The most famous chocolatier of all time, Mr Willy Wonka, chose to protect his chocolate inventions with trade secrets. However, this necessitated the use of an entirely non-human workforce. Modern day chocolate companies, on the other hand, make ample use of the patent system. As it is Christmas, Rose Hughes takes a break from lengthy UK patent decisions to once again indulge in some tasty food tech.
Chocolate – the basics
Chocolate is generally defined as “[a] food in the form of a paste or solid block made from roasted and ground cacao seeds, typically sweetened and eaten as confectionery”. The main ingredients are cocoa solids, sugar and cocoa butter, the required percentages for various types of chocolate being specified by Annex I of Directive 2000/36/EC.
Chocolate is made from the ripe cocoa beans of the cacao tree (Theobroma cacao). The beans are extracted from their pods, naturally fermented for a week and then dried. The dried fermented beans are roasted for about 2 hours at 140°C. Fermentation of the cocoa beans begins the process of generating both the dark colour and the complex flavour profile of chocolate. Roasting further darkens the beans and develops the flavour profile.
The tough outer coats of the roasted beans are removed (“winnowing”) leaving the crushed inner nibs. The cocoa nibs are then ground and liquefied into chocolate liquor. The chocolate liquor contains about 50% cocoa butter (a yellowish fat, also known as theobroma oil) and 50% cocoa solids.
To produce the final chocolate product, chocolate liquor is blended with sugar and extra cocoa butter (in amounts dependent on the desired type of chocolate). Chocolate may also contain additional fats, emulsifiers and flavourings. Modern chocolate making involves the further processes of conching and refining. Conching mechanically works the chocolate to reduce the solid particle size, disperse the particles homogeneously through the fat and reduce the viscosity of the mixture. Conching also further develops the flavour profile of the cocoa.
Good quality chocolate has that craved, melt-in the mouth feel. Cocoa butter is solid at ambient temperature (20–25°C) and melts at mouth temperature (37°C). When you place a piece of chocolate in your mouth, the suspension of particulate cocoa solids in the melting cocoa butter and milk solids provides the smooth feel on the tongue.
However, the low melting temperature of chocolate also has disadvantages. Chocolate is sensitive to changes in temperature and must be stored in carefully controlled conditions. Storing chocolate at too high a temperature leads to unattractive chocolate blooming: the formation of white crystals of cocoa butter or sugar on the surface of the chocolate. Blooming can also be caused by heating or cooling chocolate too quickly. Rapid changes in temperature cause the formation of large crystals that predispose the chocolate to blooming. Commercially, chocolate is therefore heated and cooled very slowly in tempering machines.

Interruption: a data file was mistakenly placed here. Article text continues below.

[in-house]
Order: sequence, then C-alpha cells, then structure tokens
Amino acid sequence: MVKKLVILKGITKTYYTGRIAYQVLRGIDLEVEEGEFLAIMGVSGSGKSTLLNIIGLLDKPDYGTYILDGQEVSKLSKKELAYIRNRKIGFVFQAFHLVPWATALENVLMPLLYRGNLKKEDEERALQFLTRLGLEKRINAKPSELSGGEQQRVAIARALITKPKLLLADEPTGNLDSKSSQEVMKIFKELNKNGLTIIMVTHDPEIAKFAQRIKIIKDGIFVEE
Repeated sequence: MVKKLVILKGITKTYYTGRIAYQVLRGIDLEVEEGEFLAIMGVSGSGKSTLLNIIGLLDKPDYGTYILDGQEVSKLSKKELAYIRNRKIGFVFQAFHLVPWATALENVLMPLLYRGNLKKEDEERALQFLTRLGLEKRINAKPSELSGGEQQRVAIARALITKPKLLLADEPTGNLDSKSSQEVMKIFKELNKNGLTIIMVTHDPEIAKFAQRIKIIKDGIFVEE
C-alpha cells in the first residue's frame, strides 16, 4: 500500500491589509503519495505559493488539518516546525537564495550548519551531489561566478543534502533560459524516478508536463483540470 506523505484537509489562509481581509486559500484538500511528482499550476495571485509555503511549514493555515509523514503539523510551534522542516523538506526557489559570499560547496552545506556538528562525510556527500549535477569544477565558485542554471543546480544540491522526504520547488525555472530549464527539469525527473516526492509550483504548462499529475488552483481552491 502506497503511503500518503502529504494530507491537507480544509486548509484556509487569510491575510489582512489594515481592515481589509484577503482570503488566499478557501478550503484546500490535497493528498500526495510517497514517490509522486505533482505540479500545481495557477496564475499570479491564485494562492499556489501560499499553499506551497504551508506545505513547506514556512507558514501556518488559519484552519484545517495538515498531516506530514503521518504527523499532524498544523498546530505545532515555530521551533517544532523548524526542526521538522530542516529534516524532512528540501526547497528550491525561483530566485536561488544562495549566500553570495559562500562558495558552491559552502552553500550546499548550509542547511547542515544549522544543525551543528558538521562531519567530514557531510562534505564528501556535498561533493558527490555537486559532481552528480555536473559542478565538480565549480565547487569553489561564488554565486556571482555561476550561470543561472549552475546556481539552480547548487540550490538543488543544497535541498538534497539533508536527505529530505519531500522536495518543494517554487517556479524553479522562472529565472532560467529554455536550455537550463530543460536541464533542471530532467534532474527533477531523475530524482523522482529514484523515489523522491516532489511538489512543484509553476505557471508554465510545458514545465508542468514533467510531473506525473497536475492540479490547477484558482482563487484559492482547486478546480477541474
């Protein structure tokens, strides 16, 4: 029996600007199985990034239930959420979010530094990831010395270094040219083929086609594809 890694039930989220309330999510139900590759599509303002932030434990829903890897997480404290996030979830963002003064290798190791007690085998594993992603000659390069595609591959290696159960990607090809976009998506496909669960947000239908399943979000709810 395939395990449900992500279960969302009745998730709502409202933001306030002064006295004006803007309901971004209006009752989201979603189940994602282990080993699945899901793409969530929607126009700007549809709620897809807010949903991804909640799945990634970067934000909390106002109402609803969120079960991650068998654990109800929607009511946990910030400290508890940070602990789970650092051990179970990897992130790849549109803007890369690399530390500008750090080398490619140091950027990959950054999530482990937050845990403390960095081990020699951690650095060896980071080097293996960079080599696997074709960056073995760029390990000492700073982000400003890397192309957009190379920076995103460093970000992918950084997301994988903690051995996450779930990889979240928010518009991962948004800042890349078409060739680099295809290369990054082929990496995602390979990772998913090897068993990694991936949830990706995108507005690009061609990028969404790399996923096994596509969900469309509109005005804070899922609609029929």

Chocolate, of course, is also high in both sugar and fat, and is therefore generally considered the opposite of a health food. Particularly active areas of R&D in choco-tech are therefore healthier chocolate and temperature-resistant chocolate that still retain the taste and mouth-feel of conventional chocolate.
Green tea is considered healthy. A Japanese company therefore had the idea of improving the healthiness of chocolate by adding green tea powder (WO2018168669). Yogurt is also considered healthy. The same Japanese company therefore has also filed an application to chocolate containing the same live bacteria as yogurt (WO2018030505).
A US applicant has filed an international application for chocolate, which causes a lower increase in glucose blood sugar than normal chocolate, without the laxative effects associated with conventional sugar-free chocolate. The claimed chocolate (“ChocoPerfection”) is a mixture of glycerin liposomally formulated glutathione (WO2018191721). The description urges us to “Indulge in [ChocoPerfection] after a meal or any time you need a little moment of bliss”. The University of Birmingham has also recently filed an application for low-sugar chocolate (WO2018185502). The specification describes a process for making chocolate, wherein fat crystals are produced by adding water to the cocoa butter instead of sugar. Sugar is added at a later stage.